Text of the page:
SELLOUT is a real-time 2 player game, designed around the concept and dynamics of the Prisoner's Dilemma. Whether the players will cooperate with each other or sell the other one out is the core mechanic behind each round.
In an iterated fashion the game is played multiple rounds, allowing participants to speculate on how their competitor is thinking. It intends to bring out strategies surrounding decision making in non-cooperative, non-zero-sum games.
Taking Robert Axelrod and his Iterated Prisoner's Dilemma tournaments from the 1980s as a reference; the installation aims to provoke questions on how self interest, human cooperation and trust are intertwined.
ExhibitionsOct 2019 Kunstuniversität BestOff 19 (BestOFF 100%) splace am Hauptplatz, Linz AT, October 8-22Sep 2019 Ars Electronica Festival 2019 (IC @ Ars Electronica) Post City, Linz AT, September 5-9Background
Invented in 1950 by Merrill M. Flood and Melvin Dresher, Prisoner's Dilemma (PD) is an example formalized and studied in game theory, analyzing strategies surrounding individual decision making in a non-cooperative, non-zero-sum game. It has been fundamental to theories of human cooperation and trust.
In the example, 2 prisoners who were caught by authorities are interrogated in separate rooms with no communication between each other. They are both given 2 options: each prisoner can either stay silent to cooperate with the other one, or they can sellout to betray them.
As written down by mathematician Albert W. Tucker, the offer is:
- If both betray each other, they will both serve the designated sertence.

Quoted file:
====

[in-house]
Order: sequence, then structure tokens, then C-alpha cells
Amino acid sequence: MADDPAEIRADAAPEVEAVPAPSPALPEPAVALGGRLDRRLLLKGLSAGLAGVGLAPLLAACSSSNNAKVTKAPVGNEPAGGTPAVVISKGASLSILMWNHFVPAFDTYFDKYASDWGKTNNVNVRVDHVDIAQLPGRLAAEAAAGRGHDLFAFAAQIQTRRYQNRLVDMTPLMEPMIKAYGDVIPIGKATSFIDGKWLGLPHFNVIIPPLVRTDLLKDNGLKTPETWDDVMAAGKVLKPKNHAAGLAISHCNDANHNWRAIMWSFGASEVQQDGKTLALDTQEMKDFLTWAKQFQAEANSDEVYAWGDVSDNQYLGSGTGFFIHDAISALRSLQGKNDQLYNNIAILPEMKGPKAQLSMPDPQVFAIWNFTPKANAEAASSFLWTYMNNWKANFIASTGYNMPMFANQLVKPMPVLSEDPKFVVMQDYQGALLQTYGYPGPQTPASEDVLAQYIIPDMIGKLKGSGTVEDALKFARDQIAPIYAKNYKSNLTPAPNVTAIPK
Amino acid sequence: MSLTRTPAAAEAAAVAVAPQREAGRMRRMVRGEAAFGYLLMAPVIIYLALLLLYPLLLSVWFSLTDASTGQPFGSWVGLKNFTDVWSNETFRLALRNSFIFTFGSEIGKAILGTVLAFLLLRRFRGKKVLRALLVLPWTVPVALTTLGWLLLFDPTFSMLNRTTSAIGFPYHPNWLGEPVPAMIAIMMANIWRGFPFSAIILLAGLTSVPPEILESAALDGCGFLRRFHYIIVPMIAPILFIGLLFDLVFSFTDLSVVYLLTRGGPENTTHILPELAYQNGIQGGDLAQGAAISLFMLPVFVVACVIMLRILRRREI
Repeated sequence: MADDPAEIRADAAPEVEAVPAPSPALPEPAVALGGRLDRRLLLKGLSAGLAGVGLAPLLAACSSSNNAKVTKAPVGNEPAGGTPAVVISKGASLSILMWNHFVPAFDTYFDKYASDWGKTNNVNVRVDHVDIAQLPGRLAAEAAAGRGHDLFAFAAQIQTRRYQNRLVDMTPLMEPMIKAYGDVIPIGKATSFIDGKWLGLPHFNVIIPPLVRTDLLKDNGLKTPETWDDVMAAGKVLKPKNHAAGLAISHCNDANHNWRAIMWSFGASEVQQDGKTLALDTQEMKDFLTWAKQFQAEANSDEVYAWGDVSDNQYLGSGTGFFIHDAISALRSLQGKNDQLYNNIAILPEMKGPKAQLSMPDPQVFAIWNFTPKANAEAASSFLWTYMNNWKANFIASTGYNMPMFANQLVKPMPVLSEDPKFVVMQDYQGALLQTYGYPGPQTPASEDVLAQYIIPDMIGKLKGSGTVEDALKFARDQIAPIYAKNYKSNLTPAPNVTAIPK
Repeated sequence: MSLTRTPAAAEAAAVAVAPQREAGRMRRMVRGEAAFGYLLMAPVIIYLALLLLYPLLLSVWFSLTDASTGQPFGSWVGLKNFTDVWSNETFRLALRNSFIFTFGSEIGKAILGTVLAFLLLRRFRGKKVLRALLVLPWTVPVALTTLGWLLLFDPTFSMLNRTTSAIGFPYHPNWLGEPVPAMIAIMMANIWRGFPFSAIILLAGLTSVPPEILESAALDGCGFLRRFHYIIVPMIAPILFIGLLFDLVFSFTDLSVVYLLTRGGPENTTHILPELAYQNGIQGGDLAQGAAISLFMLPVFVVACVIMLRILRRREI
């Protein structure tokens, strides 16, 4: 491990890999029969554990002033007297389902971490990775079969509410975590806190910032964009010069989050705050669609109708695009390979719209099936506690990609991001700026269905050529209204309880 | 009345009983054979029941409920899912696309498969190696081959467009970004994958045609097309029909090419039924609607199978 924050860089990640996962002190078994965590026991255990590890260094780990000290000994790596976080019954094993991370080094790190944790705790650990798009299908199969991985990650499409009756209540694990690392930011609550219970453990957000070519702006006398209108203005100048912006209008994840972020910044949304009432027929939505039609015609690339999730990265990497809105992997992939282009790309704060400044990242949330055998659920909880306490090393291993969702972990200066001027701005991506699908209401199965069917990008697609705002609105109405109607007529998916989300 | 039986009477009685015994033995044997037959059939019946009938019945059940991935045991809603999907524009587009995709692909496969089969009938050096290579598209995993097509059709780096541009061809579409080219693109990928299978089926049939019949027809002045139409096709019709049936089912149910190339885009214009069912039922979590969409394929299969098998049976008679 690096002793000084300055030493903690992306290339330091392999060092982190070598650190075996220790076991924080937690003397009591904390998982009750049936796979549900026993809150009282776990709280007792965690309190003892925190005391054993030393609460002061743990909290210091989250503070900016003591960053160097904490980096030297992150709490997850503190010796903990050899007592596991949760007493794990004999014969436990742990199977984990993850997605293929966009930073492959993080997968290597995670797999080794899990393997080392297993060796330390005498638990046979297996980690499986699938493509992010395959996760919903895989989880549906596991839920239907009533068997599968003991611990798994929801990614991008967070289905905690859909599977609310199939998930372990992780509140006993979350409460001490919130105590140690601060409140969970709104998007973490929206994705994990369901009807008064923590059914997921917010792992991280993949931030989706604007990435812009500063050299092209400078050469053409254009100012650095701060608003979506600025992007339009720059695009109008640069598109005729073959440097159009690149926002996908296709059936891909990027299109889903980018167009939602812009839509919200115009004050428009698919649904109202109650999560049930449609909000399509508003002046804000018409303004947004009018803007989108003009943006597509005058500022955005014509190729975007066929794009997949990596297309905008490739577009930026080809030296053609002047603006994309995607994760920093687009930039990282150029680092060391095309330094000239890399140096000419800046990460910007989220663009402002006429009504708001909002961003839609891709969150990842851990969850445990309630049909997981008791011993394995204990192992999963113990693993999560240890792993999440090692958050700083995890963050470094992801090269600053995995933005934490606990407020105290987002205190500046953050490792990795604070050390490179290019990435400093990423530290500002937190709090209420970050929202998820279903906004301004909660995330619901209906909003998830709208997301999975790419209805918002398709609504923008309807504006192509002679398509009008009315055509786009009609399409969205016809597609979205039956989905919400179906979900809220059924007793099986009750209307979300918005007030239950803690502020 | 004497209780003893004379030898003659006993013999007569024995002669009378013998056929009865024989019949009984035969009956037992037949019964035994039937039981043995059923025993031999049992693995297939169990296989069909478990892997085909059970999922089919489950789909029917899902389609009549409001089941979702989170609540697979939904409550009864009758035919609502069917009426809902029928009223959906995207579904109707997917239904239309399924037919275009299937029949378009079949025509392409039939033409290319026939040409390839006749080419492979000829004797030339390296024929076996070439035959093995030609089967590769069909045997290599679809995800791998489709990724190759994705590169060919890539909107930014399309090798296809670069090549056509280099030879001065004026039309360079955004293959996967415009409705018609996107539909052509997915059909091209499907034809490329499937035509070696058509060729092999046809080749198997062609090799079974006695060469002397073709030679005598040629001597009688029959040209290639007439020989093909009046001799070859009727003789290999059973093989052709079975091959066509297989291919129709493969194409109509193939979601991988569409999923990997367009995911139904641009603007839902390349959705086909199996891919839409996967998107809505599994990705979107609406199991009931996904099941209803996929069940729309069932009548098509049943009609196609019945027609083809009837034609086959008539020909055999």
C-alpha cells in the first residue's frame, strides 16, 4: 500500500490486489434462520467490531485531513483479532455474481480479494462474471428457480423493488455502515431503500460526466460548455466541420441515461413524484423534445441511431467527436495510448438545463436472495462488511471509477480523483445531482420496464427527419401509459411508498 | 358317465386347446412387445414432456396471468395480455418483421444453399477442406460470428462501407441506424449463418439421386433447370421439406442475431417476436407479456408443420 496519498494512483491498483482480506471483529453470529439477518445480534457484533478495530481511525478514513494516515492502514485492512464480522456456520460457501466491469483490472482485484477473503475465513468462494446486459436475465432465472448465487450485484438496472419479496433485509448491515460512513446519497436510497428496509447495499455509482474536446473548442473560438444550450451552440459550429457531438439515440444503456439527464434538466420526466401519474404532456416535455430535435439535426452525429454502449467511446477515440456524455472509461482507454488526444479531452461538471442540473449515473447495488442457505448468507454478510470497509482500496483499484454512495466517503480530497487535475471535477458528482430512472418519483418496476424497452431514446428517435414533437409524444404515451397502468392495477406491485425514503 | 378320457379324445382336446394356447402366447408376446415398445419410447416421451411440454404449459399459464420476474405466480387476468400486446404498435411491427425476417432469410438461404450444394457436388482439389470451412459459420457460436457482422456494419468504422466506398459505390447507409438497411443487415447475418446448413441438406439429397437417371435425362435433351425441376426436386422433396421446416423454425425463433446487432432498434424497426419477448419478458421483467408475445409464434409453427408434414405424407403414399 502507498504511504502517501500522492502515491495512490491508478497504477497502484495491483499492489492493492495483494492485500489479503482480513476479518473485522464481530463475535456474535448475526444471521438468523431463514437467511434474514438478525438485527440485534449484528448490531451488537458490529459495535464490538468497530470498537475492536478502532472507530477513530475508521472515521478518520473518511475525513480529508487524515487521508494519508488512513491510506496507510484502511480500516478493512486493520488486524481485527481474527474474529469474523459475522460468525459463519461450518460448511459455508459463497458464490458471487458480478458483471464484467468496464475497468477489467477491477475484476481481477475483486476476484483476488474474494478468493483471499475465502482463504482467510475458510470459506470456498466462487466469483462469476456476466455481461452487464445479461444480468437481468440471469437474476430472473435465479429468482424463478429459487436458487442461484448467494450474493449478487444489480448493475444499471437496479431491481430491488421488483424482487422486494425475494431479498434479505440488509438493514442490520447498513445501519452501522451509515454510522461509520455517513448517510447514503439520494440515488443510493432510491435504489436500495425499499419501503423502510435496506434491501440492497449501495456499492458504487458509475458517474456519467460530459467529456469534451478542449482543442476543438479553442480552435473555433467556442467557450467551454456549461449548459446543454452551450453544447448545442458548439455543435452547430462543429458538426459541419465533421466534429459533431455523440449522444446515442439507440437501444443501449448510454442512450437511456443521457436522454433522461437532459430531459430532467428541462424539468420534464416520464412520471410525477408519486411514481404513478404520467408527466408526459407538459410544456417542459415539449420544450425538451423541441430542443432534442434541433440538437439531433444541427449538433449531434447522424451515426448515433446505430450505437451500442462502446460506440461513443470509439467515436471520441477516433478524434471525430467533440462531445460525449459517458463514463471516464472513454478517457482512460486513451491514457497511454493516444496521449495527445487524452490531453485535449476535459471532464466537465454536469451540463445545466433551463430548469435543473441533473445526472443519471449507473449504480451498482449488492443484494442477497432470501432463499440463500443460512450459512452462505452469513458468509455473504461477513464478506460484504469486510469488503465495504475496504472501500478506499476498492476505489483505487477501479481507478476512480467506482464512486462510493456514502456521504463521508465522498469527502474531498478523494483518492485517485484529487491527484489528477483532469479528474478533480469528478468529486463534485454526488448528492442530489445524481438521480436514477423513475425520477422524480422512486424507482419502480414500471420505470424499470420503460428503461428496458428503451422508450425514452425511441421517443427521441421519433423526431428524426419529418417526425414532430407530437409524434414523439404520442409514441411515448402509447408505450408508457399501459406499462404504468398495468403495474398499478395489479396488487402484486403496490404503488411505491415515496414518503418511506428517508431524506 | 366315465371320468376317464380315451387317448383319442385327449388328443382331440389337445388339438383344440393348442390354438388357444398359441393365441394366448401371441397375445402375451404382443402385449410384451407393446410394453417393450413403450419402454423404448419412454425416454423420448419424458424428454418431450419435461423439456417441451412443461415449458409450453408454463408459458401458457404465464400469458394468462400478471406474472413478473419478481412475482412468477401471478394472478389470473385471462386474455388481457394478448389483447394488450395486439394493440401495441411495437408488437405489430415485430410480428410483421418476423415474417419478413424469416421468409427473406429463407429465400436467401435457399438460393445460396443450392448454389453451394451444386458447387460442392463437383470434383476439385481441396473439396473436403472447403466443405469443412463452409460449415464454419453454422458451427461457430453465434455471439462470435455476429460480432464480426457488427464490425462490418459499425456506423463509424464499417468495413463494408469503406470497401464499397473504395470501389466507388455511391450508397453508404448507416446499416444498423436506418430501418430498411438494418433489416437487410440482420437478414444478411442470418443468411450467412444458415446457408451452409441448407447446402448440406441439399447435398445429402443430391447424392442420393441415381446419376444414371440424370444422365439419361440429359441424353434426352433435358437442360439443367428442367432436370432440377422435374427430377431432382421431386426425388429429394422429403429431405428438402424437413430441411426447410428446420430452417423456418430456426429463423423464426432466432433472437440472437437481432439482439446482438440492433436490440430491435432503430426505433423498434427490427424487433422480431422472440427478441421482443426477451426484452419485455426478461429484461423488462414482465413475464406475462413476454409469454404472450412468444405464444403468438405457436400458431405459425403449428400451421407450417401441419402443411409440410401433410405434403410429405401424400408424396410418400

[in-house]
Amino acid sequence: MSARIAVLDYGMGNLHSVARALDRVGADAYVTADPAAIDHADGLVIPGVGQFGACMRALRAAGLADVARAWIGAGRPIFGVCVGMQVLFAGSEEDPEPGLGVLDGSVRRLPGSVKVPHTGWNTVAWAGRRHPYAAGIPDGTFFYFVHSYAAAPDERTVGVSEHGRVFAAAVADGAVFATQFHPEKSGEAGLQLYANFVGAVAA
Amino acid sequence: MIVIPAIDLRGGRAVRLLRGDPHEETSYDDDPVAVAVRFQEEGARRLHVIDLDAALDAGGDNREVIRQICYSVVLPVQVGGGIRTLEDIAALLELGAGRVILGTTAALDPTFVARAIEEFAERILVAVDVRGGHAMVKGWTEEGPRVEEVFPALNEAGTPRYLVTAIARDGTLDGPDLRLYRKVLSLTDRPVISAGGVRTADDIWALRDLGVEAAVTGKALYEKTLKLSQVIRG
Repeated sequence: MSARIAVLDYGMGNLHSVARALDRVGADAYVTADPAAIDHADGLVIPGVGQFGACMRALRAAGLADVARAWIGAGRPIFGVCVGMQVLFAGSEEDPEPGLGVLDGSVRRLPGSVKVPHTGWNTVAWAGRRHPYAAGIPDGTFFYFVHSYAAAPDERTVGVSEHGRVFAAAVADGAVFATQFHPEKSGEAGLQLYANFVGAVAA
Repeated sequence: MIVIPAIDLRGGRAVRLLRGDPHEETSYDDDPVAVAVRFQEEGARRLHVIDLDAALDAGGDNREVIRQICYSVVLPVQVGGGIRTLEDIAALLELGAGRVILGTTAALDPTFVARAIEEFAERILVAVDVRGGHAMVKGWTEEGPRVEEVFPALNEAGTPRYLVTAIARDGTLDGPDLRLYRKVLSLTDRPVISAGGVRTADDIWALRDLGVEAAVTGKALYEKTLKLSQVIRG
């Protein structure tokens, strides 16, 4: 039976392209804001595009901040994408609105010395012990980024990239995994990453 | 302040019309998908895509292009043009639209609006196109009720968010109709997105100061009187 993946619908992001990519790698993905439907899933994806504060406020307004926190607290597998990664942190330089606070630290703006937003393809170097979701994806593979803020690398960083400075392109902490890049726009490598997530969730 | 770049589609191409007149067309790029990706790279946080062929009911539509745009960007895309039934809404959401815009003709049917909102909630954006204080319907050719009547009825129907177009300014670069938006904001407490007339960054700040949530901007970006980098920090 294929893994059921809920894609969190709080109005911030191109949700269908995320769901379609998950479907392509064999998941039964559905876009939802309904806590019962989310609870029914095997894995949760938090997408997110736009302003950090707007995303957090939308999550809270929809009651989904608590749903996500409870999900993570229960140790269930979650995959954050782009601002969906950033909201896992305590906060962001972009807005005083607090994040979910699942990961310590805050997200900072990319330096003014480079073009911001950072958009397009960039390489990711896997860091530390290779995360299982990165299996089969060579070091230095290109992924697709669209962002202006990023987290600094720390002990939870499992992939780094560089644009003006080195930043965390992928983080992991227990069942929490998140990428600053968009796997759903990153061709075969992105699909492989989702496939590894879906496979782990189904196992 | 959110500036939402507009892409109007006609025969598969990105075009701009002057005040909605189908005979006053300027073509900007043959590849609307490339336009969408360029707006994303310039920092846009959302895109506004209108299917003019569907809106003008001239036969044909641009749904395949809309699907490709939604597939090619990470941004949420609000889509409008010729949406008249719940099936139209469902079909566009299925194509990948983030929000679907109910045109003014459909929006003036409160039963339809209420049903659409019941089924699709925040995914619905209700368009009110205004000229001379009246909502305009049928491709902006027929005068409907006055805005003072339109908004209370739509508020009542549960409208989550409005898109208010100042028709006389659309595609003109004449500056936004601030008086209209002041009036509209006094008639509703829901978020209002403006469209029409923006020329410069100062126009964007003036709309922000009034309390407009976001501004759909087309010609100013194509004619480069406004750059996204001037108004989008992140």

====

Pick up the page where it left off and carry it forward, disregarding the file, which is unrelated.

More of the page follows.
- If A betrays B, but B stays silent; A will be set free, while B gets a heavier sentence (and vice versa).
- If both of them remain silent, hence cooperate, they will both get a lesser sentence than usual.
In SELLOUT the iterated variant of PD is implemented, also referred to as the "Peace-War Game". The game is played multiple times in a row, in order to allow the participants to experience different psychological factors coming into play based on previous rounds. Many academics have been interested in observing outcomes from the Iterated Prisoner's Dilemma (IPD) over the years, inculding political scientist Robert Axelrod (The Evolution of Cooperation, 1984) who also held an IPD tournament in 1980 for computer strategies to compete against each other .
The installation will consist of 2 chairs placed back-to-back, with noise-cancelling headphones (or ear protectors) next to them. The participants will be asked to wear the headphones for isolation from the space and the other participant meanwhile sitting very close to them, only facing backwards.
The game will start once both participants access the local network provided by a Raspberry Pi, then through a website connect to the game server on a handheld device. If they don't have one, a smartphone may be provided to them, depending on the availability and possibility of supervision.
Participants can either cooperate (C) or defect (D) in a round, and the results will be shared with both at the end of every round. After the last round of the game, the final results will be calculated and revealed.
Other than playing against each other, the participants are asked to beat a required minimum score in order for the game to be a "successful" one. Therefore the game is balanced in a way that the participants cannot simply choose beforehand to just cooperate all the time, because the number of rounds do not add up to the minimum score only with the outcome from the cooperation scenario. In the end someone will have to sellout in order to win, and this changes the whole structure for trust and cooperation.
 Axelrod, R., 1987. The evolution of strategies in the iterated prisoner's dilemma. The dynamics of norms, pp.1-16.